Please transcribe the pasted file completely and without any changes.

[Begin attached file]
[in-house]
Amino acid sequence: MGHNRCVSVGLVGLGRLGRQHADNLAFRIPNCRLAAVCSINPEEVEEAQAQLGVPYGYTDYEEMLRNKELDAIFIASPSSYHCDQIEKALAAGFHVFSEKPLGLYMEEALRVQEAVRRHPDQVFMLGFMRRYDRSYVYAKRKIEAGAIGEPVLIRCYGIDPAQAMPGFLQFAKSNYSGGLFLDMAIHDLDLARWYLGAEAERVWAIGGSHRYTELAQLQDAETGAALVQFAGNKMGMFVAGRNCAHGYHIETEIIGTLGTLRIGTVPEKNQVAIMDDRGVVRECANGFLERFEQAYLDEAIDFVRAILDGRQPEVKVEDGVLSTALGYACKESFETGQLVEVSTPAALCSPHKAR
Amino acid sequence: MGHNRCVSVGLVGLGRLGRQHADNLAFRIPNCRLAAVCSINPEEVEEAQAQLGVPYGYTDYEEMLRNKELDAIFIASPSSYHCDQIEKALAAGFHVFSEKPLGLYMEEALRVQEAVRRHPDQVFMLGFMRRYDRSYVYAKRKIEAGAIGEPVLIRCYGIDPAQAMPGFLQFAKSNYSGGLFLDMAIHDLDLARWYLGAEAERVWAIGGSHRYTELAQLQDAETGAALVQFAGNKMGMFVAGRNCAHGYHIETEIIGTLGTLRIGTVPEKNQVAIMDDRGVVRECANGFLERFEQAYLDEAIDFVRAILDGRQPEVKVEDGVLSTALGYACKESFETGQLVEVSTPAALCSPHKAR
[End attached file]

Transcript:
[in-house]
Amino acid sequence: MGHNRCVSVGLVGLGRLGRQHADNLAFRIPNCRLAAVCSINPEEVEEAQAQLGVPYGYTDYEEMLRNKELDAIFIASPSSYHCDQIEKALAAGFHVFSEKPLGLYMEEALRVQEAVRRHPDQVFMLGFMRRYDRSYVYAKRKIEAGAIGEPVLIRCYGIDPAQAMPGFLQFAKSNYSGGLFLDMAIHDLDLARWYLGAEAERVWAIGGSHRYTELAQLQDAETGAALVQFAGNKMGMFVAGRNCAHGYHIETEIIGTLGTLRIGTVPEKNQVAIMDDRGVVRECANGFLERFEQAYLDEAIDFVRAILDGRQPEVKVEDGVLSTALGYACKESFETGQLVEVSTPAALCSPHKAR
Amino acid sequence: MGHNRCVSVGLVGLGRLGRQHADNLAFRIPNCRLAAVCSINPEEVEEAQAQLGVPYGYTDYEEMLRNKELDAIFIASPSSYHCDQIEKALAAGFHVFSEKPLGLYMEEALRVQEAVRRHPDQVFMLGFMRRYDRSYVYAKRKIEAGAIGEPVLIRCYGIDPAQAMPGFLQFAKSNYSGGLFLDMAIHDLDLARWYLGAEAERVWAIGGSHRYTELAQLQDAETGAALVQFAGNKMGMFVAGRNCAHGYHIETEIIGTLGTLRIGTVPEKNQVAIMDDRGVVRECANGFLERFEQAYLDEAIDFVRAILDGRQPEVKVEDGVLSTALGYACKESFETGQLVEVSTPAALCSPHKAR